Economy and transport[edit]

Kaduna is an industrial center of Northern Nigeria, manufacturing products like textiles, machinery, steel, aluminum, petroleum products and bearings. However, the textile industry has been declining because of factory closings due to neglect during military rule and competition with Chinese imports. Automobile manufacturing also remains an important part of Kaduna's economy.[2] Pottery is highly prized from Kaduna, especially from the Nok culture, which precedes Abuja and Minna. Other light manufactures include: plastics, pharmaceuticals, leather goods, furniture, and televisions.[4] Some of the main agricultural exports include: cotton, peanuts, sorghum, and ginger.[10]

One of Nigeria's four main oil refineries is located in Kaduna. It is supplied by a pipeline from the Niger Delta oil fields.[4]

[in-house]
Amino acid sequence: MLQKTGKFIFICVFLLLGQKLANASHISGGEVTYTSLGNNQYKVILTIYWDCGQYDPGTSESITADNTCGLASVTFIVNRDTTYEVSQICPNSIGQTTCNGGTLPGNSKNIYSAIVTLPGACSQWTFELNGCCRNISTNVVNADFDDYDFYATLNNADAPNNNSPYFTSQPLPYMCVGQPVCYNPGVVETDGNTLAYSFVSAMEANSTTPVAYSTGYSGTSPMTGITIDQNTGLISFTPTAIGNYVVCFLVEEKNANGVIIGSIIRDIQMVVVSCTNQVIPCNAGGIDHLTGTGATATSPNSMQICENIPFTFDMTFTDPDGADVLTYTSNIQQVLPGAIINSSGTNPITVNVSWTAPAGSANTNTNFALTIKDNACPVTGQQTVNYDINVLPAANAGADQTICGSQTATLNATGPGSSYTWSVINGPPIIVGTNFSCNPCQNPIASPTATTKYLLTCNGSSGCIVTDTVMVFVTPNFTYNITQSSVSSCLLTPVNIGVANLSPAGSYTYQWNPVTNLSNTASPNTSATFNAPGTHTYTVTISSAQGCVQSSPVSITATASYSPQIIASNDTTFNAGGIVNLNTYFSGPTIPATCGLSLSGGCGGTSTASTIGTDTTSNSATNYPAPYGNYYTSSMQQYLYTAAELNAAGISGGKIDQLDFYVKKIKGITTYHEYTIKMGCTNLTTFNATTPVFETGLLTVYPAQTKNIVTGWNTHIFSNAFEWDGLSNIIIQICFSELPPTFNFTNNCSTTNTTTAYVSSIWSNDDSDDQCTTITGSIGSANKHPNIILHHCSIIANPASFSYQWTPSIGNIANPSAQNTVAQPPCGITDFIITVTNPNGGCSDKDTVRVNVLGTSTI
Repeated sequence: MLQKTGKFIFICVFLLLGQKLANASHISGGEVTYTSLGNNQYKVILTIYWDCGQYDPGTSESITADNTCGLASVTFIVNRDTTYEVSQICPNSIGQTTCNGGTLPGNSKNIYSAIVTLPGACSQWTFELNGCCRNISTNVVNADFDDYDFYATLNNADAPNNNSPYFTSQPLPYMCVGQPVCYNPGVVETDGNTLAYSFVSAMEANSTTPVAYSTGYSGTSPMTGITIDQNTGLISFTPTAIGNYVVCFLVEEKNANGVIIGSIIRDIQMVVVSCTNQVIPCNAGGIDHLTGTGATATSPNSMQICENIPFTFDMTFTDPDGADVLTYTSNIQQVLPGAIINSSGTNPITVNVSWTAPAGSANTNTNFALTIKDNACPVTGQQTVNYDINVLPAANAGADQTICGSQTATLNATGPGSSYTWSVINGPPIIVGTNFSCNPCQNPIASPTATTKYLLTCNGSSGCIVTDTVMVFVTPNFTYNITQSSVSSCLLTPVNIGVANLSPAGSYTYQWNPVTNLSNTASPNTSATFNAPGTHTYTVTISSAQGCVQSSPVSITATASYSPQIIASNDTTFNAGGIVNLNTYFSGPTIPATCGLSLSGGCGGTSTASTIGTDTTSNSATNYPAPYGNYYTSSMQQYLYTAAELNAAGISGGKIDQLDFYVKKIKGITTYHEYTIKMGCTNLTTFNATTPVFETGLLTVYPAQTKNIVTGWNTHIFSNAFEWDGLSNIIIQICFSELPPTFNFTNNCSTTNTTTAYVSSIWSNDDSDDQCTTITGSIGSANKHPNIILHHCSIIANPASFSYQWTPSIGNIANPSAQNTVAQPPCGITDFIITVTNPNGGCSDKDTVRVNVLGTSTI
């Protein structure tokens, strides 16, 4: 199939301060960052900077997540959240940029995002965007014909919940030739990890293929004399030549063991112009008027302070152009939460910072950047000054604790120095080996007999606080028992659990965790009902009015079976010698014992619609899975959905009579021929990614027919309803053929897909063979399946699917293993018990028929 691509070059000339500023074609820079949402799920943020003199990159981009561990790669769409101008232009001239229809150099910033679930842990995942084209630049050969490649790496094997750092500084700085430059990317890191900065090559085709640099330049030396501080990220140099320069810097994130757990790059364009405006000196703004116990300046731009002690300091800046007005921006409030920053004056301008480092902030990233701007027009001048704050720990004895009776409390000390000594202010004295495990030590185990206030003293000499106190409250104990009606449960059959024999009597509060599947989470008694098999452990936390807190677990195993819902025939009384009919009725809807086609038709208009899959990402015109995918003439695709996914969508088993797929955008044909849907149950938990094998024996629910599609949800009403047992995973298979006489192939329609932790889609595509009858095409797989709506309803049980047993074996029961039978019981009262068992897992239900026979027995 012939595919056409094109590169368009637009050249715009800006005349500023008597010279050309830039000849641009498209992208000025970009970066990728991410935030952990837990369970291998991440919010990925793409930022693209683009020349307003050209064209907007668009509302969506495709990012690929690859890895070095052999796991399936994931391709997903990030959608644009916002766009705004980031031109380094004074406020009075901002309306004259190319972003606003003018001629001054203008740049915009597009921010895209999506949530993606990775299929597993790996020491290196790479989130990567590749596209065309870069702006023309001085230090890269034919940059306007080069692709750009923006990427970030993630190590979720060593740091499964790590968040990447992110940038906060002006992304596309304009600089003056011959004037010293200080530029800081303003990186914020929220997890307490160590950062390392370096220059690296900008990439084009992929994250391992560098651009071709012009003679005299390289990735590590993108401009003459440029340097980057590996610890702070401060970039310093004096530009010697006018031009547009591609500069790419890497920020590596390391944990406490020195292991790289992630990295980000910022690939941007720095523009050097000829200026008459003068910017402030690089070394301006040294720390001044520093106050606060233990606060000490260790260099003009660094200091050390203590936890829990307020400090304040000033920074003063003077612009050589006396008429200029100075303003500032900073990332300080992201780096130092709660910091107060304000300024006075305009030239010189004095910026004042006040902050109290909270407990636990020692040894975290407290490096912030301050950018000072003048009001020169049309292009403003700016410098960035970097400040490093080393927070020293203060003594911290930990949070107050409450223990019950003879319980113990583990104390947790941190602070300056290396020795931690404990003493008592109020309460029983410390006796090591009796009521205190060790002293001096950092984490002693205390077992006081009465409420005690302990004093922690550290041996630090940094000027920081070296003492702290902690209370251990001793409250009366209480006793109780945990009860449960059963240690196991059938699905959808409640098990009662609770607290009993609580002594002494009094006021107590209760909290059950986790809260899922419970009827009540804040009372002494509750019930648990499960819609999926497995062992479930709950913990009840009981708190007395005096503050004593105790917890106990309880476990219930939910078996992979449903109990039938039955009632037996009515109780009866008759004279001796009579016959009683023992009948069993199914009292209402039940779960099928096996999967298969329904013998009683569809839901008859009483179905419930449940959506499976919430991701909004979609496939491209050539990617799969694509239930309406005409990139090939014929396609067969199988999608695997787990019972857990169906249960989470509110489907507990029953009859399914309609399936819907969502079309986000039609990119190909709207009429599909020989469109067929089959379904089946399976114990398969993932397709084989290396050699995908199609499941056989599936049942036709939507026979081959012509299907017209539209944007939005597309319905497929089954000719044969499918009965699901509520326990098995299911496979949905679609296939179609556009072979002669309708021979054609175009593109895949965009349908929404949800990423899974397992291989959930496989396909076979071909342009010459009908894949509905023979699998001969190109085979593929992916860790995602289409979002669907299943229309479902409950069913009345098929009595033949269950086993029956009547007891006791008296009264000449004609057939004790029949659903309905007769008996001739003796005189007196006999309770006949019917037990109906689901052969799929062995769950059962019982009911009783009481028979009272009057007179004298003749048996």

A 2009 World Bank survey states that Kaduna is one of the top six cities with the highest unemployment. 20% of the population is estimated to be unemployed.[2]

The main highway through the city is called Ahmadu Bello Way. Many of the place names come from past sultans, emirs and decorated Civil War heroes. Kaduna has a large market, recently rebuilt after an extensive fire in the mid-1990s.

There is a large racecourse, approximately 1.6 kilometres (1 mi) round, inside which the Ahmadu Yakubu Polo Club and Kaduna Crocodile Club are situated, whilst the Kaduna and Rugby Clubs are on the periphery.

There are two airports, one of which is Kaduna Airport. Chanchangi Airlines has its head office in Kaduna.[11]

Kaduna also has a branch of the Nigerian Stock Exchange.[4]

Railways[edit]

Kaduna is an important junction on Nigeria's Cape gauge railway network. At Kaduna, a branch line connects the Lagos–Nguru Railway to the Port Harcourt–Maidugur Railway.

Kaduna is also on the route of the planned Lagos–Kano Standard Gauge Railway, which has been completed between the national capital of Abuja and Kaduna. Trains for Abuja depart from the Rigasa Railway Station in Kaduna.[12]